The microfinance situation in South India has put the industry into crisis management mode. David Roodman offers today's update.

Last week, I spoke to one of the most respected analysts of microfinance in India, and he argued that the sector was now "too big to fail". Roodman cites Daniel Rozas who warns that we ought to at least think about what failure might look like.

All of this has brought up the specter of the US subprime meltdown. Misaligned incentives? Too big to fail? Too much money looking for a quick return? Barbara Kiviat and I weigh in:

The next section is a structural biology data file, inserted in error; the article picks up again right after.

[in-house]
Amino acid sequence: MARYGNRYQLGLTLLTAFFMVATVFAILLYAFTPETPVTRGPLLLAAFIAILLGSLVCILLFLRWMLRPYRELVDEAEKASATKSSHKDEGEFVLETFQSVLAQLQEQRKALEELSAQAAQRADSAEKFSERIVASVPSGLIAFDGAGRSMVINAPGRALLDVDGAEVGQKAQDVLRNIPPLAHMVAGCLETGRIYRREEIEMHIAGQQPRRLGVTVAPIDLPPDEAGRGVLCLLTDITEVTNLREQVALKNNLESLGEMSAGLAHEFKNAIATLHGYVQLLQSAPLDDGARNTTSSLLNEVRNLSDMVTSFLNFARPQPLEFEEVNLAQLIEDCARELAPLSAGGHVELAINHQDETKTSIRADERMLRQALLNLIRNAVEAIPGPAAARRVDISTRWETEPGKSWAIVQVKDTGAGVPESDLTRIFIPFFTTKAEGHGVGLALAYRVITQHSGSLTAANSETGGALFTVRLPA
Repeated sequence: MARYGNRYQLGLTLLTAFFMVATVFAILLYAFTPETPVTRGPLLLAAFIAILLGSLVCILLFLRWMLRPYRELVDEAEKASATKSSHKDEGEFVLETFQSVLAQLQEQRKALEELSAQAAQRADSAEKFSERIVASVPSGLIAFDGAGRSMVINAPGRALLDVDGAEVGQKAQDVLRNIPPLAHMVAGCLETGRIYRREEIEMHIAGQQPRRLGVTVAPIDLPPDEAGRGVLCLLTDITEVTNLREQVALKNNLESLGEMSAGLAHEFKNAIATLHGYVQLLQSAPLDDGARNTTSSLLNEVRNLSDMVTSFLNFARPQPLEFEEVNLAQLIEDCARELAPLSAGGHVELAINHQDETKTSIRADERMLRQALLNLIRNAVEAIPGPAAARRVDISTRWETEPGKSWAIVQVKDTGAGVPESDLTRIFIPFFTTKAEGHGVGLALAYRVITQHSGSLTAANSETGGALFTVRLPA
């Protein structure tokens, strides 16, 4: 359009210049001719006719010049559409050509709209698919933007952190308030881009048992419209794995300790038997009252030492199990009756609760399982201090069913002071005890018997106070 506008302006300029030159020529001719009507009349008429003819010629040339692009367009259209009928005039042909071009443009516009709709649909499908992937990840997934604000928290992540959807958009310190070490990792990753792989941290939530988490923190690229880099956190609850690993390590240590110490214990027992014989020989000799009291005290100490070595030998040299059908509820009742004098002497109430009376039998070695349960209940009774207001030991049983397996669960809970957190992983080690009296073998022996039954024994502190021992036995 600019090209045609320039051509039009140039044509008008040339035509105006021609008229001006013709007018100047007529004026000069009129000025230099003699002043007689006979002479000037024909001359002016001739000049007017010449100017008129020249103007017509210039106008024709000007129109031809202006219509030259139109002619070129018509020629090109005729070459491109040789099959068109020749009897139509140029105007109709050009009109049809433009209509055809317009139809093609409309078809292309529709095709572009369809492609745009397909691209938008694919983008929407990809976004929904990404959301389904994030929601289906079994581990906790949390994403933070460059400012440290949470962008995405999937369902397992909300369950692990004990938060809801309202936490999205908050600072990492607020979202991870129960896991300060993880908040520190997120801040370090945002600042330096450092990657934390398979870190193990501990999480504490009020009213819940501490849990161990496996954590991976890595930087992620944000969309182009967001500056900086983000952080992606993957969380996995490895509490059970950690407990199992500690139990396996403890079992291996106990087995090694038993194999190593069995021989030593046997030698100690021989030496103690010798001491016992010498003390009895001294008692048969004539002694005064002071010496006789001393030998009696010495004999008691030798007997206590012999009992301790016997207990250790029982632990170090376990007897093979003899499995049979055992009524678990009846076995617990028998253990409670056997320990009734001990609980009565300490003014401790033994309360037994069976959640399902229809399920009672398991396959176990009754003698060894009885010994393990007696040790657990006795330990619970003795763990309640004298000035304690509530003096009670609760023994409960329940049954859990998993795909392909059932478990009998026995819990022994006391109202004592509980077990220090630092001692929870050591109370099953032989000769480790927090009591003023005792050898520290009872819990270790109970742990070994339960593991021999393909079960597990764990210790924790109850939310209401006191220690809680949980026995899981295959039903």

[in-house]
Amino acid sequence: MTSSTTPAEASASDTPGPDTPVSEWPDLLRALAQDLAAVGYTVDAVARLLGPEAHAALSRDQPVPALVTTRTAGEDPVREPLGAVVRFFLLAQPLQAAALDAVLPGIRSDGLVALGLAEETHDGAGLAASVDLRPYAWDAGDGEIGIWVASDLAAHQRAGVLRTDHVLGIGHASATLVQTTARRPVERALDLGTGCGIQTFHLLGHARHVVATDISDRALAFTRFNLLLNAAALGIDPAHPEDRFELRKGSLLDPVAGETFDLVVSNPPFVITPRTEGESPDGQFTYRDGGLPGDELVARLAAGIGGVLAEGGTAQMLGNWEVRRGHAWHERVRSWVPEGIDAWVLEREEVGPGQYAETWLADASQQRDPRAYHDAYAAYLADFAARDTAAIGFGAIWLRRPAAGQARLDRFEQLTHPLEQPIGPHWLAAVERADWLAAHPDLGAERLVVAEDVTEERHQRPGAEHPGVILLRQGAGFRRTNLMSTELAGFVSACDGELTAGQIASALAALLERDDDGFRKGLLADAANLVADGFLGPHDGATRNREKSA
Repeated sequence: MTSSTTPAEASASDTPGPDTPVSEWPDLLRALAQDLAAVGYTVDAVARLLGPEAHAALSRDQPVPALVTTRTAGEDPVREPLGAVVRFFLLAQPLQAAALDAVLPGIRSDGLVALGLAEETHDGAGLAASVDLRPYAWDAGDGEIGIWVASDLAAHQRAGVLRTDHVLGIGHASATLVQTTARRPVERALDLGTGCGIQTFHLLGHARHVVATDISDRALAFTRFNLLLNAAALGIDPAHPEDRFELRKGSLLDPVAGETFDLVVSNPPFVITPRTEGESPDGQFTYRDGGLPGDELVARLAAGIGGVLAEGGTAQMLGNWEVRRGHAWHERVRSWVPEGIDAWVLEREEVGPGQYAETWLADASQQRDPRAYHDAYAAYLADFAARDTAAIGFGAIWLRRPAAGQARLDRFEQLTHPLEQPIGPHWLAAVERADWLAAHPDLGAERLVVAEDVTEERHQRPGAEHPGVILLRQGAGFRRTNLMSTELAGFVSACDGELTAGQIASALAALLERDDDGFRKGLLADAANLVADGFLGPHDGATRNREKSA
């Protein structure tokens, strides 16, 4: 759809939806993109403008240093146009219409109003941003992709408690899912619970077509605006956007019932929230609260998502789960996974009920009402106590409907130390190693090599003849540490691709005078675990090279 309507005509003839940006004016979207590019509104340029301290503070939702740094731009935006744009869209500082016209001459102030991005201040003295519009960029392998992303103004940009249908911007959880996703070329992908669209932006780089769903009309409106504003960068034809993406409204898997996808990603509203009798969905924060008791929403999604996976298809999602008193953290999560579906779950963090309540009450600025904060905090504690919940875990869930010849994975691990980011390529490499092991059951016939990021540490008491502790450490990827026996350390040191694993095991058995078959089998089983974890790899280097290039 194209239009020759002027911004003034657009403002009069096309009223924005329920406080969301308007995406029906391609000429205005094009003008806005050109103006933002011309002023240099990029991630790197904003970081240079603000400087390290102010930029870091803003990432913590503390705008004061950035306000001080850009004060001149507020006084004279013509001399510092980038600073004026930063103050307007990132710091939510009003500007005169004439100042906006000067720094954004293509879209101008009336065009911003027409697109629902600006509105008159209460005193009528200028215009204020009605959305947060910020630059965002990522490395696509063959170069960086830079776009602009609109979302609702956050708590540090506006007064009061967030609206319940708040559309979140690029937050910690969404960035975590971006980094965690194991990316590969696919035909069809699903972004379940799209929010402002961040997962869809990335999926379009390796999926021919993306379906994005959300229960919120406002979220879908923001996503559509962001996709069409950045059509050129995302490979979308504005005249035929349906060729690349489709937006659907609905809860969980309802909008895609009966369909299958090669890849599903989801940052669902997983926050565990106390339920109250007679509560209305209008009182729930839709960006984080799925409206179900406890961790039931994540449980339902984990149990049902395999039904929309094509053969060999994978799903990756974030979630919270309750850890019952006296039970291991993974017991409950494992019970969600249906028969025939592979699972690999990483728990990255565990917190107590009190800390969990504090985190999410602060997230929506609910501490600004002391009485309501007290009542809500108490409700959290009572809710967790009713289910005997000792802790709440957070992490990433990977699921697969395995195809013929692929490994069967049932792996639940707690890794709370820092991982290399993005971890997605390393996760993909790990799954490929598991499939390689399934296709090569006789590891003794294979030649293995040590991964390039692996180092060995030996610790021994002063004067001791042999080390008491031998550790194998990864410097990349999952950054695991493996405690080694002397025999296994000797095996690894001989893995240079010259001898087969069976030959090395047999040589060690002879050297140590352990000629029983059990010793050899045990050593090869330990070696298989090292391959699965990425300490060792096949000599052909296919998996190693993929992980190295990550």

"Is microfinance the new subprime? We've been hearing that portentous analogy for years, and now that the Indian state of Andhra Pradesh is riveting the world with stories of loan-shark-style microfinanciers driving borrowers to suicide, the claim has taken on fresh currency. Considering the industry's growing commercialization, it is an obvious comparison to draw. But the most obvious metaphors are not always the most appropriate ones, and sloppy metaphors can easily drive bad policy...while it may be useful to draw some comparisons to the U.S subprime debacle, India's experience is drastically different in significant ways."

See the full piece at the Harvard Business Review blog.